Currency support worsens China's Economic Time. Avoid this market for a year.
1. Monetary Economy Convulsions
According to research house Capital Economics, China's capital outflow in 3Q15 was a hefty $221 bn; Capital reckons that this figure must have swollen in the subsequent quarter. And recent stock market convulsions must have magnified such capital outflows even more. Of course, those outflows have wounded the RMB/dollar exchange rate, as we all know. Just last week, it tumbled by 1.5% - or by 10.8% annualised. In order to stem the bleeding, Beijing has stepped up its currency support mechanism: it has been selling dollars and thus buying RMB. Our Economic Clock suggests that this is a bad omen.
2. Real Economy Paralysis
According to the Financial Times (FT) of 8th January, p 6, "The main goals of December's Central Economic Work Conference were to reduce excess production capacity, work off unsold inventory in the property market, and reduce the operating costs of companies. While such reforms - as well as the strenuous ongoing anti-corruption campaign - are crucial to China's longer-term economic health, they do not pack much of an expansionary punch." Does this sound like Greece, or does it sound like Greece?
3. Worsening Economic Time
Boiling these two developments down to their essence, Beijing has exacerbated China's already bad Economic Time. In the monetary economy, intervention to continue supporting the currency means that China's excess demand for money is tightening: in order to support the RMB (which fell by 12% annualized last week alone), Beijing must buy RMB, thus reducing domestic currency supply. (When buying such RMB, Beijing has to sell its forex reserves: on an annualized basis, these fell by US$435 bn in December alone.) Students of our Economic Clock will recall that whenever there is such an "excess demand for money," there is no spare cash that possibly can go into assets such as stocks. And in the real economy, two engines are depressing demand: firstly, enforcement of measures adopted by that December Central Economic Work Conference which were cited in said FT quotation above, and secondly, the stock market crash of 50% annualized since the end of 2015 has wiped out the consumer confidence of that 85% of the stock market's owners: retail investors. Summa summarum, China's Economic Time - an excess demand for money and an excess supply of goods - has worsened on account of government responses to the recent skids in the stock markets and RMB. This means in plain talk: even less spare cash with which to buy ANY assets, and no reason at all now to expect corporate profits to improve when turnover and margins must wilt.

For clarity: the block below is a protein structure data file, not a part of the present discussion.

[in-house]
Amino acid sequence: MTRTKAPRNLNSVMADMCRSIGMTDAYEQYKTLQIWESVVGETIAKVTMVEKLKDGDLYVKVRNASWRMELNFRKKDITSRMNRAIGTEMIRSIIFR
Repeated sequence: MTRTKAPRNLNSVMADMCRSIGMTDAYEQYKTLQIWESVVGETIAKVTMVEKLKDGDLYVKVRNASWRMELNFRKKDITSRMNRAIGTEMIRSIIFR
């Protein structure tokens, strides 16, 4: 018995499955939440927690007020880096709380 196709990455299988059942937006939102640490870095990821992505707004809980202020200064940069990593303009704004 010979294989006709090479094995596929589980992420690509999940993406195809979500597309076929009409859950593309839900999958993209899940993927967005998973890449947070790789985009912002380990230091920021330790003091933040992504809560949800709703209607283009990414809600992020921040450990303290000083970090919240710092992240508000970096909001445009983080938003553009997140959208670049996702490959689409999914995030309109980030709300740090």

4. Political Poker
Here comes the wild card. An old friend of his Hong Kong days, Jonathan Fenby, wrote on the selfsame FTpage: of President Xi Jinping's aspirations: "After three years in office, his aim is quite clear: to increase the concentration of authority on the party, strengthen his personal control, keep the military on a short leash, run the internal security apparatus, suppress dissent, make China the global political equal to the US - and to try to move a new economic model while retaining state dominance. Oh yes, and to pick his eventual successors at the next party congress in 2017." Such hardline centralization is not without its risks, ones that will make the Chinese stock market even less attractive to foreign fund managers.
5. Investment Implications
If your horizon is the next four quarters, then don't touch the dangerous Chinese nor our floundering Hong Kong stock markets. If you can afford to buy into weakness due to your much longer time horizon (i.e. exceeding a year), then this protracted market slump represents a marvellous way to get stock on the cheap. Don't touch the RMB: we reckon that Beijing will allow it to slide 10-15%. Allowing it to slide like this would allow for looser monetary policy, which is what the place needs, given its excess demand for money.